News Article

Annealing Accelerates Electron Mobility

In-situ annealing nearly doubles electron mobility in InGaAs MISFETs
�A team of researchers from Japan has almost doubled electron mobility in InGaAs MISFETs by performing an annealing step prior to the deposition of a HfO2 gate dielectric.

These efforts by engineers from the National Institute of Advanced Industrial Science and Technology and Sumitomo Chemical will help to enhance the credentials of III-V channels as alternatives to silicon for maintaining the march of Moore's Law. Higher mobilities allow a reduction in operating voltage of the transistor while maintaining its current, thus enabling ICs to maintain performance while consuming less power.

Traditionally, researchers have paired InGaAs MISFETs with an Al2O3 dielectric to create transistors with high mobility and a low interface state density. But the dielectric constant of this oxide is just 9, which is half that of HfO2, the gate dielectric used within the silicon industry today.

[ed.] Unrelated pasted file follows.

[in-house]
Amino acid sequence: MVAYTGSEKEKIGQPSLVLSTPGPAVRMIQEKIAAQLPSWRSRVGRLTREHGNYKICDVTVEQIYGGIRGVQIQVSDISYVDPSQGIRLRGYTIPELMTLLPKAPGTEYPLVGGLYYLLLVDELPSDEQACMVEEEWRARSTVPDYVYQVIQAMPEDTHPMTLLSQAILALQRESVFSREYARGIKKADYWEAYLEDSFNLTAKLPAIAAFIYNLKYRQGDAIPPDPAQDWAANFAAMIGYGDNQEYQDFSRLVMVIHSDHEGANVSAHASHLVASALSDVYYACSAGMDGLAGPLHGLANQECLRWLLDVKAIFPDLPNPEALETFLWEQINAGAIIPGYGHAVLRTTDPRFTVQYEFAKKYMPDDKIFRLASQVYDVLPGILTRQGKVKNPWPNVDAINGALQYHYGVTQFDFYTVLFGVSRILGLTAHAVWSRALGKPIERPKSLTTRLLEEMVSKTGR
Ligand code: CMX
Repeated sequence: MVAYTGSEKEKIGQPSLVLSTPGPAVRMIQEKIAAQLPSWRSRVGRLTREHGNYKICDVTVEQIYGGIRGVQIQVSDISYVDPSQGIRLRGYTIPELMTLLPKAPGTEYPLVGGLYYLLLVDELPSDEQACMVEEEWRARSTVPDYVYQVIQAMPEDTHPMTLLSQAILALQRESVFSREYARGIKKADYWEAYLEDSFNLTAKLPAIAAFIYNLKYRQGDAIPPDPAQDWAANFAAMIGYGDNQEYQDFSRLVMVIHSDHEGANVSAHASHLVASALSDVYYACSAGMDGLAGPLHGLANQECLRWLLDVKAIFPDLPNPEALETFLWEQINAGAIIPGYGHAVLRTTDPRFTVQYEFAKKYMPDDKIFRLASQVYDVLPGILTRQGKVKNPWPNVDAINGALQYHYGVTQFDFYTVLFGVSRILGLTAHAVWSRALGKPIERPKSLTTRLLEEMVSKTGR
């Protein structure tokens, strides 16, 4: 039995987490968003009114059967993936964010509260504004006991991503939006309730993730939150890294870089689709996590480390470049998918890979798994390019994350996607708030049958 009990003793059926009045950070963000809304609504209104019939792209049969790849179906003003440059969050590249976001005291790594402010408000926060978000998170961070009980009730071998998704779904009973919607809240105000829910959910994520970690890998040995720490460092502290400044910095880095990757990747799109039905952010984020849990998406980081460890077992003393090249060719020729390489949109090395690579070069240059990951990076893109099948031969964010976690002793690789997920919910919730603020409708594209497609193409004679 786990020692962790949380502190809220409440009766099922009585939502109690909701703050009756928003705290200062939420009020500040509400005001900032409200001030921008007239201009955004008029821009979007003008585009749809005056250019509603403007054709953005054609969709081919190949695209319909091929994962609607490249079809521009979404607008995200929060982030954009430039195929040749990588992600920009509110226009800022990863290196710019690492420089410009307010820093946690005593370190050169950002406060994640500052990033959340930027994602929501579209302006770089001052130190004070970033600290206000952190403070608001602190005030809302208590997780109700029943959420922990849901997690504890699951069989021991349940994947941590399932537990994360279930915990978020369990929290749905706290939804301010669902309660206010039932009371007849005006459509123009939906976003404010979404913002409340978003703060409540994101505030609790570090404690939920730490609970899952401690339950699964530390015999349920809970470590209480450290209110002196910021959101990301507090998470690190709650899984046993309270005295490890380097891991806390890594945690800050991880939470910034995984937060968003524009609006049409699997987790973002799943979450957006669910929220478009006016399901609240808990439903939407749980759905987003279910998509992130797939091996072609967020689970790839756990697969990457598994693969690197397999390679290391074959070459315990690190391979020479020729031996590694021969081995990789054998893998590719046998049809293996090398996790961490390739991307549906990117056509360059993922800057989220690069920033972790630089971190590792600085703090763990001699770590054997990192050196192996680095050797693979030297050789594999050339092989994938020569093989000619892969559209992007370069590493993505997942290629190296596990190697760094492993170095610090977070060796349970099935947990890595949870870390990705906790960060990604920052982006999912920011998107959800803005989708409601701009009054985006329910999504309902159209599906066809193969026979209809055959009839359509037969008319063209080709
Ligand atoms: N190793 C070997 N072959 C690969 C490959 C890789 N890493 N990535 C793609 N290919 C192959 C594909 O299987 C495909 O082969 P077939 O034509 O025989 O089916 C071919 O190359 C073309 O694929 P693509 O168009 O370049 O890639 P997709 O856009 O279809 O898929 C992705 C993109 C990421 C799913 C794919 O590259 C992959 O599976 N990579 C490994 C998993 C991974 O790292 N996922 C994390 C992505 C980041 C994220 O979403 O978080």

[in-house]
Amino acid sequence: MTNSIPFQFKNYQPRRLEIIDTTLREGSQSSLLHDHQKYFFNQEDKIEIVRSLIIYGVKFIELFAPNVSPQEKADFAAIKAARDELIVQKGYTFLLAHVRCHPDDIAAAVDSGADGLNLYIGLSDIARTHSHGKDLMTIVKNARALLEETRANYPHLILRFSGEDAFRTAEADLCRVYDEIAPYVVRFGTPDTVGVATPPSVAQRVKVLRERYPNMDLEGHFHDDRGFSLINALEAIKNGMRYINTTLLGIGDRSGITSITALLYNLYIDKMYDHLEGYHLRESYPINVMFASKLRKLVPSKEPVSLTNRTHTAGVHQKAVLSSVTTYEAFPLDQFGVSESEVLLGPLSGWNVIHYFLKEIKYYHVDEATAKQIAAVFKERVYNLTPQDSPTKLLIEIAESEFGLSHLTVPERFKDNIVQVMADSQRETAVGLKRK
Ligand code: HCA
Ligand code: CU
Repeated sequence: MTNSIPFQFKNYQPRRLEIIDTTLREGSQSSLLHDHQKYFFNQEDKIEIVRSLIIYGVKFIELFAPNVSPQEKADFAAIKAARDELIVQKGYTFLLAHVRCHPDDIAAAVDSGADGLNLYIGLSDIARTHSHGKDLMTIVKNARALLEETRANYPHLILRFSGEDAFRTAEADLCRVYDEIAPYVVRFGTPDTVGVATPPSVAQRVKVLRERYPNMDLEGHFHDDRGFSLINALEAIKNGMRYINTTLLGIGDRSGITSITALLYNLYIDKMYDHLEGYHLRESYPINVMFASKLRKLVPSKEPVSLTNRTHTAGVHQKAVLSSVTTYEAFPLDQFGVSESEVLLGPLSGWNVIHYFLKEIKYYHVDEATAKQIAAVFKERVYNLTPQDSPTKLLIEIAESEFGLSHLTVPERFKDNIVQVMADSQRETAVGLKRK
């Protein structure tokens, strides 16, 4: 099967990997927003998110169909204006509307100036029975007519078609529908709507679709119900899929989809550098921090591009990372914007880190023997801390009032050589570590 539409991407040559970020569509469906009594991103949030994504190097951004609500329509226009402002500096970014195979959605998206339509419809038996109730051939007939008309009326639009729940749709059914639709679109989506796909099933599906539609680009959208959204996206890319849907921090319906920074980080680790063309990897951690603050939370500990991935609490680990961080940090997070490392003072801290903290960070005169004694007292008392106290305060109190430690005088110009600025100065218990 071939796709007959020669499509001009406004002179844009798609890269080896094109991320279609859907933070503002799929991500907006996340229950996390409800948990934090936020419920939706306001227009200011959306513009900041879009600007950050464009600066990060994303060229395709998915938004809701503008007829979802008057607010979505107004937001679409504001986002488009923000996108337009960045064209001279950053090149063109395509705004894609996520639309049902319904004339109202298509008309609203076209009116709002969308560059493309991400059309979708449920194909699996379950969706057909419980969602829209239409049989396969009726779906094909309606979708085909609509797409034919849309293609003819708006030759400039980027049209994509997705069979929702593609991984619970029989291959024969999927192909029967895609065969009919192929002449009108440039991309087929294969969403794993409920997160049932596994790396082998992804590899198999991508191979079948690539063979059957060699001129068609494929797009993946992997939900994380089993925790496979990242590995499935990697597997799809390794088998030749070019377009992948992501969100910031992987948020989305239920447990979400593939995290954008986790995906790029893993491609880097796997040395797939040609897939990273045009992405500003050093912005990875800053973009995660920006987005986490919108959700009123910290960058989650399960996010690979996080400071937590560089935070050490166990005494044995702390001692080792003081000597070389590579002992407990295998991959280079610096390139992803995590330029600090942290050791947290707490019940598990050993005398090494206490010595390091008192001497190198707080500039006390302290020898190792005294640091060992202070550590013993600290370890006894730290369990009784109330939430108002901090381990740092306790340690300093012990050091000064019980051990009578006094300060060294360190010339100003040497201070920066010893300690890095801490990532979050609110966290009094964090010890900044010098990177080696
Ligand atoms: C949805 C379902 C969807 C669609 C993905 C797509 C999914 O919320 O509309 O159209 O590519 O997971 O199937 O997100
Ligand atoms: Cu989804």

A higher dielectric constant is preferred, because it should make it easier to shrink transistor dimensions while maintaining performance. However, replacing Al2O3 with HfO2 has been hampered by a reduction in inversion electron mobility.

The team from Japan has overcome this by loading the epiwafers in an atomic layer deposition tool, and prior to deposition of the dielectric, annealing them in an argon atmosphere for 30 minutes at 300 degC. After this, a film of HfO2 is deposited using a 50-cycle process, before gates are patterned using a standard reactive-ion etching process and metal contacts are added.

X-ray photoelectron spectroscopy measurements on this device, and also on a control that had not been annealed, revealed that the former structure produced a stronger signal at an energy associated with gallium oxides. This occurred because annealing is estimated to increase the thickness of the GaOx from 0.15 nm to 0.20nm.

A series of different electrical measurements by the team showed that the annealed device had a much smaller frequency dispersion around the threshold voltage, which was the result of a decrease in the density of border traps in the HfO2 dielectric.

Mobility in the annealed sample peaked at about 1250 cm2 V-1 s-1 for a surface carrier density of around 2.5 x 1012 cm-2. In comparison, the mobility for the control was just shy of 700 cm2 V-1 s-1 for a surface carrier density of around 3.5 x 1012 cm-2.

The team attributes superior mobility to effective GaOx passivation at the interface between InGaAs and HfO2

�Reference: M. Oda et al. Appl. Phys. Express 7 061202 (2014)

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